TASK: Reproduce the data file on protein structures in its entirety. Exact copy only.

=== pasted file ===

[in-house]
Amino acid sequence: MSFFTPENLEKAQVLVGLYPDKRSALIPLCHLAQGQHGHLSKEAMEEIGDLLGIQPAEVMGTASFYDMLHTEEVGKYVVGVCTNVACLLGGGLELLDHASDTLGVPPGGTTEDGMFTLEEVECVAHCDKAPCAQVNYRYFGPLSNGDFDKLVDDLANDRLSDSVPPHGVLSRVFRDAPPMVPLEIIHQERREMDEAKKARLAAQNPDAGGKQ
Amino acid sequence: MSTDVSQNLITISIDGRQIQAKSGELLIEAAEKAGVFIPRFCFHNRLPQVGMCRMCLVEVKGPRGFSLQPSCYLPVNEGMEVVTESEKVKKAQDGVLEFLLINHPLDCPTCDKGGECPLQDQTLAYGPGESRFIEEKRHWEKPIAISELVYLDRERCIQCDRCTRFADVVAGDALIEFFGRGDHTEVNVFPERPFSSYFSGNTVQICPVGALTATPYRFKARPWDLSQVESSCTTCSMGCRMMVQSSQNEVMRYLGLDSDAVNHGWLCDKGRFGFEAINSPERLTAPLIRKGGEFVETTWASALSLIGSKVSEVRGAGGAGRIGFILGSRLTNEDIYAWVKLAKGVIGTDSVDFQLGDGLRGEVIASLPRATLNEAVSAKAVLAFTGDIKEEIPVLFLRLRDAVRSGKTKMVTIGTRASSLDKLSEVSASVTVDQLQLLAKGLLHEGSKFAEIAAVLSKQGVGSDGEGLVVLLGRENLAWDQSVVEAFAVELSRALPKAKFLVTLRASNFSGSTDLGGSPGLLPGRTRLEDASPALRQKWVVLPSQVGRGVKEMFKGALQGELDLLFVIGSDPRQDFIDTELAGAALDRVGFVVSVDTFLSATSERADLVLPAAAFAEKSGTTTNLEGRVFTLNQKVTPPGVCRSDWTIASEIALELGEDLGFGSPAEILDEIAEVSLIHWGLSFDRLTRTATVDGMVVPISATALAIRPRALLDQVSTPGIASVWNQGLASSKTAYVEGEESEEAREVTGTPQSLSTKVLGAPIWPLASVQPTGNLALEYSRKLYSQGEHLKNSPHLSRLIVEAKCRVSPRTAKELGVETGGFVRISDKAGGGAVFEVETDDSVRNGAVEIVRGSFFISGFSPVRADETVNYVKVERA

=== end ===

[in-house]
Amino acid sequence: MSFFTPENLEKAQVLVGLYPDKRSALIPLCHLAQGQHGHLSKEAMEEIGDLLGIQPAEVMGTASFYDMLHTEEVGKYVVGVCTNVACLLGGGLELLDHASDTLGVPPGGTTEDGMFTLEEVECVAHCDKAPCAQVNYRYFGPLSNGDFDKLVDDLANDRLSDSVPPHGVLSRVFRDAPPMVPLEIIHQERREMDEAKKARLAAQNPDAGGKQ
Amino acid sequence: MSTDVSQNLITISIDGRQIQAKSGELLIEAAEKAGVFIPRFCFHNRLPQVGMCRMCLVEVKGPRGFSLQPSCYLPVNEGMEVVTESEKVKKAQDGVLEFLLINHPLDCPTCDKGGECPLQDQTLAYGPGESRFIEEKRHWEKPIAISELVYLDRERCIQCDRCTRFADVVAGDALIEFFGRGDHTEVNVFPERPFSSYFSGNTVQICPVGALTATPYRFKARPWDLSQVESSCTTCSMGCRMMVQSSQNEVMRYLGLDSDAVNHGWLCDKGRFGFEAINSPERLTAPLIRKGGEFVETTWASALSLIGSKVSEVRGAGGAGRIGFILGSRLTNEDIYAWVKLAKGVIGTDSVDFQLGDGLRGEVIASLPRATLNEAVSAKAVLAFTGDIKEEIPVLFLRLRDAVRSGKTKMVTIGTRASSLDKLSEVSASVTVDQLQLLAKGLLHEGSKFAEIAAVLSKQGVGSDGEGLVVLLGRENLAWDQSVVEAFAVELSRALPKAKFLVTLRASNFSGSTDLGGSPGLLPGRTRLEDASPALRQKWVVLPSQVGRGVKEMFKGALQGELDLLFVIGSDPRQDFIDTELAGAALDRVGFVVSVDTFLSATSERADLVLPAAAFAEKSGTTTNLEGRVFTLNQKVTPPGVCRSDWTIASEIALELGEDLGFGSPAEILDEIAEVSLIHWGLSFDRLTRTATVDGMVVPISATALAIRPRALLDQVSTPGIASVWNQGLASSKTAYVEGEESEEAREVTGTPQSLSTKVLGAPIWPLASVQPTGNLALEYSRKLYSQGEHLKNSPHLSRLIVEAKCRVSPRTAKELGVETGGFVRISDKAGGGAVFEVETDDSVRNGAVEIVRGSFFISGFSPVRADETVNYVKVERA